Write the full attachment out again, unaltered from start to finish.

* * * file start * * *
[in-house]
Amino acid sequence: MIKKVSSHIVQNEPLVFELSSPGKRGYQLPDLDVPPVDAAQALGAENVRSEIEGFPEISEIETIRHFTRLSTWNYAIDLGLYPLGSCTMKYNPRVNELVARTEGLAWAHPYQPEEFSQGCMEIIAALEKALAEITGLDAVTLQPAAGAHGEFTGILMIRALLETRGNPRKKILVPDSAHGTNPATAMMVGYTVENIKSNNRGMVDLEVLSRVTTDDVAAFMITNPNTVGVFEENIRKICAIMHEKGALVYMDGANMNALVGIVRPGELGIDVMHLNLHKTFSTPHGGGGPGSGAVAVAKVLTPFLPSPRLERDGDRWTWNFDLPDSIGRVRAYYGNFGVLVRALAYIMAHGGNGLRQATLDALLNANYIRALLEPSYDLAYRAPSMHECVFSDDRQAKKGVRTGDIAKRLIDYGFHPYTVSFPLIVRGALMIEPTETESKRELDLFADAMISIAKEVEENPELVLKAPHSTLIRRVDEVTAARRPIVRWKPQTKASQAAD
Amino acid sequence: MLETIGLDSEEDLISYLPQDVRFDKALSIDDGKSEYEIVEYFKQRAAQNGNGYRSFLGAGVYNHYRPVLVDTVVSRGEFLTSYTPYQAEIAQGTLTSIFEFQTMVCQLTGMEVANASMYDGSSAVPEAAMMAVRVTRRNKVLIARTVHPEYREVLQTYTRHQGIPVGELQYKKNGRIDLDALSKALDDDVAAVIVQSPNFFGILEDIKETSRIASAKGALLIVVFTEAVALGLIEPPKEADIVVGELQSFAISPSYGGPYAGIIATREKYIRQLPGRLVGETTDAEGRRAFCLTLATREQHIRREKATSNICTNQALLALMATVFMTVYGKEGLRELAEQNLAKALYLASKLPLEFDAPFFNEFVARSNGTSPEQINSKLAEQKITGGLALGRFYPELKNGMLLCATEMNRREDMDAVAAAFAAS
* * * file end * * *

[in-house]
Amino acid sequence: MIKKVSSHIVQNEPLVFELSSPGKRGYQLPDLDVPPVDAAQALGAENVRSEIEGFPEISEIETIRHFTRLSTWNYAIDLGLYPLGSCTMKYNPRVNELVARTEGLAWAHPYQPEEFSQGCMEIIAALEKALAEITGLDAVTLQPAAGAHGEFTGILMIRALLETRGNPRKKILVPDSAHGTNPATAMMVGYTVENIKSNNRGMVDLEVLSRVTTDDVAAFMITNPNTVGVFEENIRKICAIMHEKGALVYMDGANMNALVGIVRPGELGIDVMHLNLHKTFSTPHGGGGPGSGAVAVAKVLTPFLPSPRLERDGDRWTWNFDLPDSIGRVRAYYGNFGVLVRALAYIMAHGGNGLRQATLDALLNANYIRALLEPSYDLAYRAPSMHECVFSDDRQAKKGVRTGDIAKRLIDYGFHPYTVSFPLIVRGALMIEPTETESKRELDLFADAMISIAKEVEENPELVLKAPHSTLIRRVDEVTAARRPIVRWKPQTKASQAAD
Amino acid sequence: MLETIGLDSEEDLISYLPQDVRFDKALSIDDGKSEYEIVEYFKQRAAQNGNGYRSFLGAGVYNHYRPVLVDTVVSRGEFLTSYTPYQAEIAQGTLTSIFEFQTMVCQLTGMEVANASMYDGSSAVPEAAMMAVRVTRRNKVLIARTVHPEYREVLQTYTRHQGIPVGELQYKKNGRIDLDALSKALDDDVAAVIVQSPNFFGILEDIKETSRIASAKGALLIVVFTEAVALGLIEPPKEADIVVGELQSFAISPSYGGPYAGIIATREKYIRQLPGRLVGETTDAEGRRAFCLTLATREQHIRREKATSNICTNQALLALMATVFMTVYGKEGLRELAEQNLAKALYLASKLPLEFDAPFFNEFVARSNGTSPEQINSKLAEQKITGGLALGRFYPELKNGMLLCATEMNRREDMDAVAAAFAAS